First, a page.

The breakeven point is when your revenue equals your expenses. When you hit break-even, your profit stands at zero, but you’ve managed to cover your costs with the sales generated. Calculating break-even involves factoring in your fixed and variable costs, the product price and the contribution margin. The contribution margin is the value obtained after subtracting your variable costs from the selling price. In order to calculate the breakeven point, the following formula can be used:
Break-even Point = Fixed Costs/Contribution Margin
Contribution margin = Average Price – Variable Costs
If your break-even point is too high, then you can either raise your prices or lower your variable costs. This can be done by increasing your shipping charges, using cheaper materials, etc.
6. Tracking Your Earnings Before Tax and Sales
Now that you know the number of sales you need to break even, the next step is tracking your sales. Keeping track of your sales lets you know beforehand if you’re going to have an issue in generating the target revenue. It also helps you allocate money for business operations related to revenue generation. For example, suppose that you know that the number of sales required to reach break-even is 3,000 units. Half the month has passed and you have only sold 1,000 units. Since you’re tracking your sales, you realize how far ahead you are for this month’s sales target. The month isn’t over yet and making more efforts towards the marketing of your products might still get you there. Just make sure that if you’re allocating more money towards marketing your products, the sales generated must exceed the amount spent on marketing.
If you want to track your sales, then one way of doing this is linking Google Analytics to your website. There is even a plug-in available that is specifically designed for eCommerce sites to help you out.
Once you have calculated your sales, cost of goods sold and your expenses, you can now calculate your earnings before tax (EBT). This involves subtracting your cost of goods sold, operating expenses and your interest expense from total revenue.
7. Tax Rates
Next, we have taxes. It is everyone’s least favorite thing, but taxes are both unavoidable and complicated. If you sell different products and services, then it is best to consult a professional in the matter. Make sure to flag products if they are taxable. When a customer purchases it, you’ll need to provide them with a tax payable.
In order to stay organized, it is best if you categorize products according to those that require a tax payable versus those that are exempted from taxes. As you’ll find out in the next portion, keeping track of taxes is very important; otherwise, it can cause trouble down the road.
8. Tax Payments
Your tax payments primarily depend on the physical location of your business. As a starting point, however, you can assume your tax amount to be nearly as much as the tax you have collected from your customers. This means it’s important that you recognize the nature of that money and set it aside as tax and not a portion of your revenue. If you don’t, this could create problems for you when it’s time to make payments.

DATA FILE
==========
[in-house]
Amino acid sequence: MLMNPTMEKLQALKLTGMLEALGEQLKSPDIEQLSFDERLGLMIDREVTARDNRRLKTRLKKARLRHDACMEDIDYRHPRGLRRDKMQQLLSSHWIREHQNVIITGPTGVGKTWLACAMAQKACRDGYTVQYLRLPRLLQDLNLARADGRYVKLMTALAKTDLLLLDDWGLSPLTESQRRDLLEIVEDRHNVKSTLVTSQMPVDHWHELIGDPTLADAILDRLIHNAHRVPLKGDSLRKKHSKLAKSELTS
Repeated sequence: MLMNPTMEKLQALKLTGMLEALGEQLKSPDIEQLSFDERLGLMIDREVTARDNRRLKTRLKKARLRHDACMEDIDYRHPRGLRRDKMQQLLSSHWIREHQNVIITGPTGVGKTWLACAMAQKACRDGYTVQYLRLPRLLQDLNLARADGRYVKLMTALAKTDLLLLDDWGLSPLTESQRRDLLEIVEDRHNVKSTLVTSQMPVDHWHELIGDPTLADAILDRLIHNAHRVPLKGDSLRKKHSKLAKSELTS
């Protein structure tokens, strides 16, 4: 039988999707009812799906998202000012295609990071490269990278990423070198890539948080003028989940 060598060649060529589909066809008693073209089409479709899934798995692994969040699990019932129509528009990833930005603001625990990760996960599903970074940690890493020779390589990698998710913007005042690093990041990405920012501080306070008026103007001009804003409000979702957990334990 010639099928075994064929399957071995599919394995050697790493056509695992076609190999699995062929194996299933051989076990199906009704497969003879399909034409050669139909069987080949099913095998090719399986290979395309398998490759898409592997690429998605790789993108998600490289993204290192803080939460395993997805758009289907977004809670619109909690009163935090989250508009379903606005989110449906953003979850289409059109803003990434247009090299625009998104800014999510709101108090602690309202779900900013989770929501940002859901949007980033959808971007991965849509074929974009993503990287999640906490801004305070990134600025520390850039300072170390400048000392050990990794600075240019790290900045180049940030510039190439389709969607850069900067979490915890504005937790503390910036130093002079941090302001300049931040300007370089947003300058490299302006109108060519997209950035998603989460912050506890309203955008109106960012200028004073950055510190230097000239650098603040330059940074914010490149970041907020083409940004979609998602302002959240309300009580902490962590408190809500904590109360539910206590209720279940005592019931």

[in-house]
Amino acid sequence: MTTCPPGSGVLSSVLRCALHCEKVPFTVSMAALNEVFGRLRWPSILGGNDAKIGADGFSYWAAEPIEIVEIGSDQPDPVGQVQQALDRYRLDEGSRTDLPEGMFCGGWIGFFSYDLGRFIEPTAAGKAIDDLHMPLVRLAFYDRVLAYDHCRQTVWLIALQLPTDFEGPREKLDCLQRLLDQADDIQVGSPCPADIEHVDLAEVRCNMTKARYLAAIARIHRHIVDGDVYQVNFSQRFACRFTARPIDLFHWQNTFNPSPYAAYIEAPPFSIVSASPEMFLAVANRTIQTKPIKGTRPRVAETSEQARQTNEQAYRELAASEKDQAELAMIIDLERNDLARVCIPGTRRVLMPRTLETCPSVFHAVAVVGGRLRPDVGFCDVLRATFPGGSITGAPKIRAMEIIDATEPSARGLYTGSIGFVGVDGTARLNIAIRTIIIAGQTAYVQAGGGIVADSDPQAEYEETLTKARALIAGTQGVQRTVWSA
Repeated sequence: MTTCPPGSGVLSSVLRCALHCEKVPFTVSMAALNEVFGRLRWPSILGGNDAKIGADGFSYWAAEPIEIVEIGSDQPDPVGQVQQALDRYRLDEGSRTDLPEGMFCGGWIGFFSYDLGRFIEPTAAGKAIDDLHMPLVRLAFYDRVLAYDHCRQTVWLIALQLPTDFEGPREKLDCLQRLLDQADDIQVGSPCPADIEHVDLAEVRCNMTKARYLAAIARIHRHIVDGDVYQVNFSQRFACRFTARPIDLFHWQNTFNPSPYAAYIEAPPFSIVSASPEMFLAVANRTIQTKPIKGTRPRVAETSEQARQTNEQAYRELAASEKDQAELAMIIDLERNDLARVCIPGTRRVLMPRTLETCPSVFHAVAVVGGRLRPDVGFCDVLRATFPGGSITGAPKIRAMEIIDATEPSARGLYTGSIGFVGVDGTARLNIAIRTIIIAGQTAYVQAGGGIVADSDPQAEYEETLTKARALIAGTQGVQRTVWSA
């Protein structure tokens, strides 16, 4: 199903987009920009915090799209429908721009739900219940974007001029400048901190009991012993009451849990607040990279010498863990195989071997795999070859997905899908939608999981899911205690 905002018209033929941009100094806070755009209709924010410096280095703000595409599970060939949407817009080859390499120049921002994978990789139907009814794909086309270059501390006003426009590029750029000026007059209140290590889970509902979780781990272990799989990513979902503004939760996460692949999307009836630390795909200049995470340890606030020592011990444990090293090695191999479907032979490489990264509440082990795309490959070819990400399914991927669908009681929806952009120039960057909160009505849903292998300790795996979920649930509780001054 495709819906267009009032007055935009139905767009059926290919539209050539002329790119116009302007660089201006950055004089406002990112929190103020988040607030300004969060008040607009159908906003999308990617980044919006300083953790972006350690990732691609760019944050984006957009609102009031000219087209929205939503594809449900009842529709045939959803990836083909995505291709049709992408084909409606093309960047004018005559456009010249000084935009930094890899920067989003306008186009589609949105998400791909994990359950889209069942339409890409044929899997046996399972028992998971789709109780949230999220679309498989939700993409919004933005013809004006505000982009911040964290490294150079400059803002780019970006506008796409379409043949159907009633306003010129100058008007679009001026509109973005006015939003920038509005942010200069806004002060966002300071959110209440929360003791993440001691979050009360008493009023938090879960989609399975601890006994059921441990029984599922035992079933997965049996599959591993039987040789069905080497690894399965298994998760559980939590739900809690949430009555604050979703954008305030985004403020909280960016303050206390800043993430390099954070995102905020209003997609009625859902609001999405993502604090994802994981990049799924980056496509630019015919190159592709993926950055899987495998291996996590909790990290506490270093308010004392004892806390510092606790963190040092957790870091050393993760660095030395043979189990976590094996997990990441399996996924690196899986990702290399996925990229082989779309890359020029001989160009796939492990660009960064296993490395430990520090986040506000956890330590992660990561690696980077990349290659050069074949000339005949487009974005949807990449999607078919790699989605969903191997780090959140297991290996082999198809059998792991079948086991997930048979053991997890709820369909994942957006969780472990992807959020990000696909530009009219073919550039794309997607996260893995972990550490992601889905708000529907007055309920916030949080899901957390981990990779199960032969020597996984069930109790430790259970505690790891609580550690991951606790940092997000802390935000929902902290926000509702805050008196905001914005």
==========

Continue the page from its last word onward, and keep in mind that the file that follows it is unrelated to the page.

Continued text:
Mixing the tax amount with the actual price of the product can also make you lose track of the amount of profit you have made. To avoid such problems, you can consider opening a separate account for your taxes.
9. Balance Sheet
So far the things we have discussed either fall under your cash flow statement or your income statement. Now we have the balance sheet. The balance sheet is mainly for tracking the long term health of your company and to see how it is doing. The balance sheet is made by calculating your total assets, total liabilities and owner’s equity. Assets are anything of value that is under the control of your business. This may be cash, inventory, office equipment and/or accounts receivable.
Liabilities are the debts you owe to people. Both assets and liabilities are defined under a long-term and short term basis. Your owner’s equity is the difference between your assets and liabilities.
The balance sheet is important because it provides a bigger picture and can also pinpoint any inaccuracies in your income statement. For example, if your income statement says that you’re earning profits but your balance sheet tells you something else, it is possible that you have missed out on accounting for some expenses.
Remember that your balance sheet is only correct if your assets = liabilities +owner’s equity.
10. Too Complicated? Get Outside Help
In order to achieve long term success in the eCommerce industry, it is imperative that you get your accounting operations up to mark. If having an internal department dedicated to the task feels too expensive, you can consider outsourced accounting as well. This will greatly reduce the cost of having an internal accounting department and get you in touch with a team of experts at a fraction of the price. If your company has crossed $1 million in gross revenue or is getting close to that mark, then it is likely that having a basic Bookkeeper who is only using QuickBooks is no longer sufficient for your operations. Relying solely on accounting software will also prevent you from making real-time financial decisions for your company.
It is also important to remember that as an eCommerce company, your core business is not accounting, and investing time and energy on something you can outsource only distracts you from focusing on your goals. After all, it is your core competencies that will help your business grow.
Having an outsourced accounting team allows you to achieve much more. Your business owners can make better decisions and focus on aspects like business growth, promoting individual excellence and keeping in line with market trends to keep the business afloat. If you would like more information on the benefits of outsourced accounting and help deciding if it is right for you, then we have a complete guide for you. Click here to download it now for free.